MTN Targets 12.5 Million New Customers As Profit Down 51 Per cent
Challenges including regulatory hurdles in Nigeria, poor economic conditions in South Africa and changes in top management team have been linked to the 51 per cent fall in MTN’s profit for 2015 financial year.
Notwithstanding this fall, the firm reported a 4.1 per cent subscriber increase to 232.5 million with a fresh customer target of 12.5 million in the new year.
MTN said its share price spiked nine per cent on Thursday, even though it closed lower, driven by the R8.30 per share dividend it declared. That took the total dividend for the year to December to R13.10. Investors were expecting a much lower number for the second half of its financial year.
Bdlive.co.za, yesterday, reported and quoted an analyst, saying the dividend accounted for about 85 per cent of Thursday’s share price gain.
But MTN cautioned that the dividend for this financial year could be lower because of uncertainties over the $3.9 billion fine slapped on it by Nigerian regulators.
The firm is also looking at announcing a new CEO during the second quarter of this year and has hinted on listing its Nigerian unit.
Executive Chairman Phuthuma Nhleko said the new CEO should be able to tackle the company’s current situation – where it operates and the evolution of the businesses, among other matters.
MTN said it has beefed up its resources, including putting more agents on the ground, and has improved its systems to reduce errors when the numbers are verified by the regulator.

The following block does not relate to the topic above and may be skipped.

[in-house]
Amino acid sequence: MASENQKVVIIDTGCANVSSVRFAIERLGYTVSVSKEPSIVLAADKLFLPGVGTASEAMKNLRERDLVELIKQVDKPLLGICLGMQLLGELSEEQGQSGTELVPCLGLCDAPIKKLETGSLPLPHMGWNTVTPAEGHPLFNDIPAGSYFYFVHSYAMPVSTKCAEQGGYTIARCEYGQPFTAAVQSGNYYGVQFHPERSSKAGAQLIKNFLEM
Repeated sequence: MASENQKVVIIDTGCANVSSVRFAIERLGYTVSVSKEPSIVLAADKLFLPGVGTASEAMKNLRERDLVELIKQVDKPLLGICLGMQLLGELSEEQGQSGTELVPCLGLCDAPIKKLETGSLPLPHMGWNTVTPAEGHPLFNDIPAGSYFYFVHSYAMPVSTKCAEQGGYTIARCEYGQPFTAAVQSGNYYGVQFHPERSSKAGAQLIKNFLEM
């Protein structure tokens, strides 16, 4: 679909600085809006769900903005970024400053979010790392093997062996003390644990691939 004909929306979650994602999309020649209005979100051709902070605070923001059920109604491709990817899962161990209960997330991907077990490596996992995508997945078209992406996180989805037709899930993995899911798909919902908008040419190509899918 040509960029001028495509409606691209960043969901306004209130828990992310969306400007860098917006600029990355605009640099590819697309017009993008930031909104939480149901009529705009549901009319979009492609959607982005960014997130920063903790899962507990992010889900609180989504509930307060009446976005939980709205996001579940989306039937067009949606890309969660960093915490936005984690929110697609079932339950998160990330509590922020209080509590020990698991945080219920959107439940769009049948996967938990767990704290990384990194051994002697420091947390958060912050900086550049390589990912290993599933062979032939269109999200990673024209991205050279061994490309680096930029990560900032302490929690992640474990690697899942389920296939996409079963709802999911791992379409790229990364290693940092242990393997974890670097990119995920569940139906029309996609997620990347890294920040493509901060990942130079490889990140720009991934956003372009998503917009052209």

Its poor performance in Nigeria has seen the unit lose market share, which fell to 44 per cent from 49 per cent in 2014. It had also dragged down overall performance. Group revenue remained flat at R146.3 billion.
The group was slapped with the fine for missing a deadline to cut off 5.1 million subscribers who had not registered their SIM cards as required by law.
Last month, it announced a $250 million “good faith” payment to the Nigerian government, as it continued out-of-court talks with the regulator.
MTN Nigeria’s competitiveness was compromised by the suspension of regulatory services in October, it said. The regulator withdrew approval for new tariff plans and promotions until offers linked to a “dominant operator” ruling were removed from the market. MTN is deemed to be a dominant operator in Nigeria.
Matthew Auerbach of Capricorn Fund Managers said the overall performance was disappointing.“A telco (telecoms firm) should be a stable company where earnings should seldom fall more than 10 per cent.”
Data revenue rose 30.2 per cent to R33.8 billion. MTN plans to spend R31 billion this year, slightly up from the R29.1bn spent last year. Of this year’s investments, 36 per cent will go to Nigeria, where it expects to add four million subscribers.